¿ to have gained a new understanding the work of key playwrights and approaches to playwriting and to be able to use their work to inform your own writing

¿ to have gained experience in methods of academic research to enhance the range of topics you can write upon

¿ have developed your ability to write a critical analysis of your own work, both of the research and writing process and of the finished script.

Assessment

Task Length % of module mark
Essay/coursework
Multiple-scene Script
N/A 70
Essay/coursework
Reflective essay
N/A 30

Special assessment rules

None

Reassessment

Task Length % of module mark
Essay/coursework
Multiple-scene Script
N/A 70
Essay/coursework
Reflective essay
N/A 30

Module feedback

Students will receive written feedback on their summative work within the 20-working day University feedback policy, and will receive written feedback on their formative work within 20 working days or sooner, with an option of an individual follow-up meeting if any aspect of the feedback is unclear to the student or if more guidance on interpreting the feedback is requested.

Indicative reading

Adiseshiah, Siân, and Louise Lepage (eds.) Twenty-First Century Drama: What Happens Now. Basingstoke: Palgrave Macmillan, 2016.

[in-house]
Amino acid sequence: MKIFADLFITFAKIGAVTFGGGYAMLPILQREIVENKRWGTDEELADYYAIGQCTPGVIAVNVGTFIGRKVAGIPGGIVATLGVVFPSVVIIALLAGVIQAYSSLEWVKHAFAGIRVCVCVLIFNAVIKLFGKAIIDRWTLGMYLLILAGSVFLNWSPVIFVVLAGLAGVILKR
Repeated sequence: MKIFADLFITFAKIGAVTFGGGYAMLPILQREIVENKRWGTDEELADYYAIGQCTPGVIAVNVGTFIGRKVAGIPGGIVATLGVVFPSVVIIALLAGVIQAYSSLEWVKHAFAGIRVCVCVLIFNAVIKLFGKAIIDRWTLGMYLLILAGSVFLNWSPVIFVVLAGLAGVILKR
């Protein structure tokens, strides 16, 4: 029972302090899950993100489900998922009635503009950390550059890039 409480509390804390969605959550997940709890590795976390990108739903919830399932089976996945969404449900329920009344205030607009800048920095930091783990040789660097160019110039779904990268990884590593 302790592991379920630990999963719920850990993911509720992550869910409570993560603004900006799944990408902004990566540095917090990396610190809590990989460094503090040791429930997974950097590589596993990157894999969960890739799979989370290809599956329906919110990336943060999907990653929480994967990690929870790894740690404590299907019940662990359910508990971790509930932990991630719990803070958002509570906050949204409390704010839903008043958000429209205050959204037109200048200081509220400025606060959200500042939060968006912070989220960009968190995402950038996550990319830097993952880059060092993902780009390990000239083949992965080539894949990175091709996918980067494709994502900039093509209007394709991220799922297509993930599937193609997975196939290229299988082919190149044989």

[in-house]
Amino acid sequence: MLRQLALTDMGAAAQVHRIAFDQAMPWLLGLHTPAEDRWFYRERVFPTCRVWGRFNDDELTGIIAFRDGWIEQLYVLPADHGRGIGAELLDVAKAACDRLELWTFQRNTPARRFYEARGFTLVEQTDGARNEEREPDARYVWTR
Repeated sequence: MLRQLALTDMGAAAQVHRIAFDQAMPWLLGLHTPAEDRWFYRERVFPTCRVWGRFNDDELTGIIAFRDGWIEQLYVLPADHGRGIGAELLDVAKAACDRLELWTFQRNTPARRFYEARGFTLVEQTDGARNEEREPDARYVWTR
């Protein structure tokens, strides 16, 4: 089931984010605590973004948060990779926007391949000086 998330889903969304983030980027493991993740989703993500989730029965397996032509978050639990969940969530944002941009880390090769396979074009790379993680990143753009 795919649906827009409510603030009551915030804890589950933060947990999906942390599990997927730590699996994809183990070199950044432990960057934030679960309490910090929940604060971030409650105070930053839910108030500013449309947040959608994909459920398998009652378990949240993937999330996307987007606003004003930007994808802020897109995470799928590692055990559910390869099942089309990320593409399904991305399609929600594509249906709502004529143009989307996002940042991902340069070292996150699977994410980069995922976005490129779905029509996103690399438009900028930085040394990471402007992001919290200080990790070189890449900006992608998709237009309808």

Bentley, Gerald Eades, The Profession of Dramatist in Shakespeare's Time, 1590-1642 (Princeton: princeton University Press, 1972.

Castagno, Paul C. New Playwriting Strategies. Abingdon: Routledge, 2011.

Catron, Louis E. The Elements of Playwriting. Long Grove, Illinois: Waveland Press, 2018.

Edgar, David. How Plays Work. London: Nick Hern, 2009.

Egri, Lajos.  The Art of Dramatic Writing.  New York:  Simon & Schuster, 2003.

Kiely, Damon. How to Read a Play. Abingdon: Routledge, 2016.

Smiley, Sam. Playwriting: The Structure of Action. New Haven: Yale University Press, 2005.

Stephens, John Russell. The Profession of the Playwright: British Theatre, 1800–1900. Cambridge: Cambridge University Press, 1992.

Taylor, Val.  Stage Writing:  A Practical Guide. Marlborough: Crowood Press, 2002.  

Tichler, Rosemarie, and Barry Jay Kaplan. The Playwright at Work. Evanston, IL: Northwestern University Press, 2012.

Waters, Steve. The Secret Life of Plays. London: Nick Hern 2010.

Wright, Michael.  Playwriting in Process:  Thinking and Working Theatrically.  Newburyport, MA:  Focus Publishing, 2010.  



The information on this page is indicative of the module that is currently on offer. The University is constantly exploring ways to enhance and improve its degree programmes and therefore reserves the right to make variations to the content and method of delivery of modules, and to discontinue modules, if such action is reasonably considered to be necessary by the University. Where appropriate, the University will notify and consult with affected students in advance about any changes that are required in line with the University's policy on the Approval of Modifications to Existing Taught Programmes of Study.